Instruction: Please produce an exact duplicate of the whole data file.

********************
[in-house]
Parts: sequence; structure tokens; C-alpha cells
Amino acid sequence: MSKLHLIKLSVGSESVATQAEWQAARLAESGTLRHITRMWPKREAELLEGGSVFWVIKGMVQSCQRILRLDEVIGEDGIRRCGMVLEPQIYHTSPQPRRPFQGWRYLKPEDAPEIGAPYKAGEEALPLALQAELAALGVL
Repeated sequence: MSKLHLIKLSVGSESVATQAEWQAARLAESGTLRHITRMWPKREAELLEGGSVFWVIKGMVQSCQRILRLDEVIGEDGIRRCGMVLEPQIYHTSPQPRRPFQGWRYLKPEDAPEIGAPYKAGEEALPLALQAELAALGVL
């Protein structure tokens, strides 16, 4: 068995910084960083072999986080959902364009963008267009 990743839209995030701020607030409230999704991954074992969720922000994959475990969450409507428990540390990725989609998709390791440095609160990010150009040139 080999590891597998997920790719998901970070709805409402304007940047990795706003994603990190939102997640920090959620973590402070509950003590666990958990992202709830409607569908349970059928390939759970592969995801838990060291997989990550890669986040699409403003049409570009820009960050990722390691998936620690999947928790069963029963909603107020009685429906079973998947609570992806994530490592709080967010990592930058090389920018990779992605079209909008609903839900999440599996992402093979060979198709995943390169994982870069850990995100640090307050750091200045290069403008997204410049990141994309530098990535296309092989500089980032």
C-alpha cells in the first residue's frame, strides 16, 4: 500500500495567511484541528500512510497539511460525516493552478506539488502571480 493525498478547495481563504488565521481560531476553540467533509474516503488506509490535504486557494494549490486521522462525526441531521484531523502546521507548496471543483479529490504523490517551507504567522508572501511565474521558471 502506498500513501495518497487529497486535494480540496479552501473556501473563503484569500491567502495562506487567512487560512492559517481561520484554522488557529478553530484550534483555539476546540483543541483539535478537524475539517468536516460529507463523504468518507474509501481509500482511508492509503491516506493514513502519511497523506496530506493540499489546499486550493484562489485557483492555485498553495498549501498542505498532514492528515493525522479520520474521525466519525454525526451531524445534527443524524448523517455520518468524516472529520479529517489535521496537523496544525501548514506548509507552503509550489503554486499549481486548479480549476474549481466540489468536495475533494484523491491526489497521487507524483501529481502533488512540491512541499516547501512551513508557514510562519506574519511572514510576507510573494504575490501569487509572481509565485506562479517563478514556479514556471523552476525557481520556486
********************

[in-house]
Parts: sequence; structure tokens; C-alpha cells
Amino acid sequence: MSKLHLIKLSVGSESVATQAEWQAARLAESGTLRHITRMWPKREAELLEGGSVFWVIKGMVQSCQRILRLDEVIGEDGIRRCGMVLEPQIYHTSPQPRRPFQGWRYLKPEDAPEIGAPYKAGEEALPLALQAELAALGVL
Repeated sequence: MSKLHLIKLSVGSESVATQAEWQAARLAESGTLRHITRMWPKREAELLEGGSVFWVIKGMVQSCQRILRLDEVIGEDGIRRCGMVLEPQIYHTSPQPRRPFQGWRYLKPEDAPEIGAPYKAGEEALPLALQAELAALGVL
């Protein structure tokens, strides 16, 4: 068995910084960083072999986080959902364009963008267009 990743839209995030701020607030409230999704991954074992969720922000994959475990969450409507428990540390990725989609998709390791440095609160990010150009040139 080999590891597998997920790719998901970070709805409402304007940047990795706003994603990190939102997640920090959620973590402070509950003590666990958990992202709830409607569908349970059928390939759970592969995801838990060291997989990550890669986040699409403003049409570009820009960050990722390691998936620690999947928790069963029963909603107020009685429906079973998947609570992806994530490592709080967010990592930058090389920018990779992605079209909008609903839900999440599996992402093979060979198709995943390169994982870069850990995100640090307050750091200045290069403008997204410049990141994309530098990535296309092989500089980032």
C-alpha cells in the first residue's frame, strides 16, 4: 500500500495567511484541528500512510497539511460525516493552478506539488502571480 493525498478547495481563504488565521481560531476553540467533509474516503488506509490535504486557494494549490486521522462525526441531521484531523502546521507548496471543483479529490504523490517551507504567522508572501511565474521558471 502506498500513501495518497487529497486535494480540496479552501473556501473563503484569500491567502495562506487567512487560512492559517481561520484554522488557529478553530484550534483555539476546540483543541483539535478537524475539517468536516460529507463523504468518507474509501481509500482511508492509503491516506493514513502519511497523506496530506493540499489546499486550493484562489485557483492555485498553495498549501498542505498532514492528515493525522479520520474521525466519525454525526451531524445534527443524524448523517455520518468524516472529520479529517489535521496537523496544525501548514506548509507552503509550489503554486499549481486548479480549476474549481466540489468536495475533494484523491491526489497521487507524483501529481502533488512540491512541499516547501512551513508557514510562519506574519511572514510576507510573494504575490501569487509572481509565485506562479517563478514556479514556471523552476525557481520556486